William Shakespeare is the best-selling fiction author of all time. But his plays and poetry were written over 400 years ago. The Oregon Shakespeare Festival has decided that Shakespeare’s language is too difficult for today’s audiences to understand. So it has commissioned 36 playwrights in a 3-year project to translate all of Shakespeare’s plays into modern English.
Is the universe more complex than we realize? Many people think that scientists understand how it was formed and how it works. But even the most brilliant scholars don’t understand this. For example, here’s summary of what they know (and don’t know) about the forces and particles that make up the universe. This shows that the intelligence behind the universe is greater than the intelligence of the human mind.
The four fundamental forces of nature are gravity (which holds planets, stars and galaxies together), electromagnetism (which holds atoms together so that electrons are attracted to the nucleus), the strong nuclear force (which holds the atomic nucleus together) and the weak nuclear force (which is involved in radioactive decay). These forces hold together atoms, molecules, planets and galaxies. Gravity is described by Einstein’s general theory of relativity, while the other three forces are part of the Standard Model of particle physics.
How well do we understand these forces? Let’s look at the force of gravity.
In the late 16th century Isaac Newton developed three laws of motion, which included a description of gravity. Newton’s laws of motion described the movement of objects. In 1915 Einstein’s theory of general relativity replaced Newtonian mechanics. This theory describes the force of gravity and describes the motions of bodies in our solar system. The general theory of relativity describes an expanding universe, which has been detected by scientists (although some dispute whether the universe is expanding). But observations of distant spiral galaxies defy the predictions of general relativity. To explain this behavior, scientists postulate the existence of dark matter and dark energy. They are named “dark” because they can’t be detected. So they are “fudge factors” to make the mathematical model work. Dark matter and dark energy are theoretical inventions that explain observations we cannot otherwise understand.
On the scale of galaxies, gravity appears to be stronger than can be accounted for using only particles that are able to emit light. So scientists added dark matter as 27% of the mass-energy of the universe. But these particles have never been directly detected! The Hubble Space Telescope found that the expansion of the universe is increasing with time, instead of decreasing as was expected from the force of gravity due to the matter in the universe (whether ordinary or dark matter). So scientists added “dark energy” (a weak anti-gravity force that acts independently of matter) as 68% of the mass-energy of the Universe. Dark matter is an invisible substance that can only be seen through the effects of its gravity, while dark energy is pushing our universe apart. The nature of both remains mysterious.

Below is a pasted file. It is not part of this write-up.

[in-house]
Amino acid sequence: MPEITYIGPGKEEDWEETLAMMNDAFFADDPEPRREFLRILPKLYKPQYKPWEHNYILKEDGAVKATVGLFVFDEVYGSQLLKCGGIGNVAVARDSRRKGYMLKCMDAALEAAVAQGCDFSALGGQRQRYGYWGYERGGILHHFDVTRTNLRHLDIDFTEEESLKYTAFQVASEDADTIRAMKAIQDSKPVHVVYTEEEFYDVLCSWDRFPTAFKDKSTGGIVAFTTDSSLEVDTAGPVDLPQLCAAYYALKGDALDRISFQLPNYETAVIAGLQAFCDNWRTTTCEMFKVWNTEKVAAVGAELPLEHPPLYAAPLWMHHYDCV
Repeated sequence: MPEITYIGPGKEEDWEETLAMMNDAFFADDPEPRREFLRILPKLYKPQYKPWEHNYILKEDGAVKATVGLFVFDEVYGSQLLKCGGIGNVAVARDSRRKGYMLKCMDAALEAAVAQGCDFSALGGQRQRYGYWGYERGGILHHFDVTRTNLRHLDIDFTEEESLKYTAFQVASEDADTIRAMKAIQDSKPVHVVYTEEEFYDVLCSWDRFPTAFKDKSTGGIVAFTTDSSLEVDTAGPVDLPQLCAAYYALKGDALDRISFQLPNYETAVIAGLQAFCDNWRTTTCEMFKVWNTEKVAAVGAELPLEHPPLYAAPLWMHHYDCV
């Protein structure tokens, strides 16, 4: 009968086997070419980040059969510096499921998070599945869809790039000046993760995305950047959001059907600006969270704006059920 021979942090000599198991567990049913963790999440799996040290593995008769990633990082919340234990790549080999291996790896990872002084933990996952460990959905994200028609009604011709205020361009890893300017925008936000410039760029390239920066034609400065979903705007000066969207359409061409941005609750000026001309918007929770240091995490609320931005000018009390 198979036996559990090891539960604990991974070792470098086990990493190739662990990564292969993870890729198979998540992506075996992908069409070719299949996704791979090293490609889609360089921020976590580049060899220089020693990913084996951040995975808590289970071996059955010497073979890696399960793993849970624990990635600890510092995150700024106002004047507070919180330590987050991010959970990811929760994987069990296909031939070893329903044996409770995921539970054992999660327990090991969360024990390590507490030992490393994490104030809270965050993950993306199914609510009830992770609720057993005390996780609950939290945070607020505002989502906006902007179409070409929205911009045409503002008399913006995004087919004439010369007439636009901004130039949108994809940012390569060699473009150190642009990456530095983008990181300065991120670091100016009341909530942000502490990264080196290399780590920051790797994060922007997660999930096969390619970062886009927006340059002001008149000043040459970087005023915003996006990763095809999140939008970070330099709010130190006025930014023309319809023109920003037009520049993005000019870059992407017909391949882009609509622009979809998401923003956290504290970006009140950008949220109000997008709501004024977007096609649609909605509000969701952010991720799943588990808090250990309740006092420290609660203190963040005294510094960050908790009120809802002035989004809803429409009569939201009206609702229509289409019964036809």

However, the amount of dark matter and dark energy postulated in the universe is huge. The mass-energy of the universe is assumed to be 68% dark energy, 27% dark matter and 5% observable matter! This means that without the fudge factor, the general theory of relativity only explains 5% of what is observed to exist! So, the universe is so complex that the best mathematical description of gravity needs to be adjusted by a factor of 95%! General relativity is also part of the framework of the standard Big Bang model of cosmology.
So the universe is too complicated for our most brilliant scholars to understand all aspects of the forces that control it. For example, we don’t really know:
– if dark matter exists
– if dark energy exists
– if the universe is really expanding (because it can’t be explained by general relativity without using these fudge factors)
– if Einstein’s theory of gravity is correct (because it can’t explain the universe without using these fudge factors).
This situation is influenced by the fact that astronomy uses remote sensing (measurements made from a distance) to gather its data. Many assumptions are made when interpreting these data and the assumptions have a large influence on the findings. If any of the assumptions are wrong, then the findings are probably also wrong.
These fundamental forces act on atoms, molecules, planets and galaxies. How well do we understand the matter that makes up atoms, molecules, planets and galaxies? Let’s look at the particles that combine to form atoms.
In late 1800s scientists thought that the atom was the smallest building block of nature. But then the electron was discovered in 1897, the proton in 1919 and the neutron in 1932. By the mid-1960’s, it was realized that the understanding that atoms were composed of protons, neutrons, and electrons, was insufficient to explain the many subatomic particles being discovered. Via quantum theory, protons and neutrons were found to contain quarks—now considered elementary particles. Then the Standard Model of particle physics (of fundamental particles and their interactions) was developed to explain the behavior of these subatomic particles. The Standard Model is a mathematical equation that describes the particles and forces that govern quantum physics.